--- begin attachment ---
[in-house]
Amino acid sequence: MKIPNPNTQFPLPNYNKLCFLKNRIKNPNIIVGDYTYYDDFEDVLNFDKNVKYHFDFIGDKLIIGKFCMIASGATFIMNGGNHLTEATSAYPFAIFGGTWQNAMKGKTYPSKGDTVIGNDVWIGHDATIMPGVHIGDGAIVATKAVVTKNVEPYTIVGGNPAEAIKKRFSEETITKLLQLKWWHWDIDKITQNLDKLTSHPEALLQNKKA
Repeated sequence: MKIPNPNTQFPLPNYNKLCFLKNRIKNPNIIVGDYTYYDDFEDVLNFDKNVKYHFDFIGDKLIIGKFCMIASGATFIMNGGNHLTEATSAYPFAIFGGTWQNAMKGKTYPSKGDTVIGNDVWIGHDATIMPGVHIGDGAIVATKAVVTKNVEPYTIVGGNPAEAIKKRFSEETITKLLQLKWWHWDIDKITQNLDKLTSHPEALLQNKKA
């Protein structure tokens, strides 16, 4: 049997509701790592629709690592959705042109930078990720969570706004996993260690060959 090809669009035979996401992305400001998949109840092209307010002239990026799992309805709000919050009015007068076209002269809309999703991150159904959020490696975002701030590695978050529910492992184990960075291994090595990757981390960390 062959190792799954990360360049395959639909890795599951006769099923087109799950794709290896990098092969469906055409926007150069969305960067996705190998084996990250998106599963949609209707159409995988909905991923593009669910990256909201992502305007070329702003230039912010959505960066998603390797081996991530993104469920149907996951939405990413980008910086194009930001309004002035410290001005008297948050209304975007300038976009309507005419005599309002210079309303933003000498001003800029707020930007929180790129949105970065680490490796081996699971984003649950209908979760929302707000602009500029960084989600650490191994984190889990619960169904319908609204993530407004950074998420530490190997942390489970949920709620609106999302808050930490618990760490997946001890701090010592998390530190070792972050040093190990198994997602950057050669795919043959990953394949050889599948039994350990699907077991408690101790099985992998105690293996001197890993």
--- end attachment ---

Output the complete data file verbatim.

[in-house]
Amino acid sequence: MKIPNPNTQFPLPNYNKLCFLKNRIKNPNIIVGDYTYYDDFEDVLNFDKNVKYHFDFIGDKLIIGKFCMIASGATFIMNGGNHLTEATSAYPFAIFGGTWQNAMKGKTYPSKGDTVIGNDVWIGHDATIMPGVHIGDGAIVATKAVVTKNVEPYTIVGGNPAEAIKKRFSEETITKLLQLKWWHWDIDKITQNLDKLTSHPEALLQNKKA
Repeated sequence: MKIPNPNTQFPLPNYNKLCFLKNRIKNPNIIVGDYTYYDDFEDVLNFDKNVKYHFDFIGDKLIIGKFCMIASGATFIMNGGNHLTEATSAYPFAIFGGTWQNAMKGKTYPSKGDTVIGNDVWIGHDATIMPGVHIGDGAIVATKAVVTKNVEPYTIVGGNPAEAIKKRFSEETITKLLQLKWWHWDIDKITQNLDKLTSHPEALLQNKKA
């Protein structure tokens, strides 16, 4: 049997509701790592629709690592959705042109930078990720969570706004996993260690060959 090809669009035979996401992305400001998949109840092209307010002239990026799992309805709000919050009015007068076209002269809309999703991150159904959020490696975002701030590695978050529910492992184990960075291994090595990757981390960390 062959190792799954990360360049395959639909890795599951006769099923087109799950794709290896990098092969469906055409926007150069969305960067996705190998084996990250998106599963949609209707159409995988909905991923593009669910990256909201992502305007070329702003230039912010959505960066998603390797081996991530993104469920149907996951939405990413980008910086194009930001309004002035410290001005008297948050209304975007300038976009309507005419005599309002210079309303933003000498001003800029707020930007929180790129949105970065680490490796081996699971984003649950209908979760929302707000602009500029960084989600650490191994984190889990619960169904319908609204993530407004950074998420530490190997942390489970949920709620609106999302808050930490618990760490997946001890701090010592998390530190070792972050040093190990198994997602950057050669795919043959990953394949050889599948039994350990699907077991408690101790099985992998105690293996001197890993």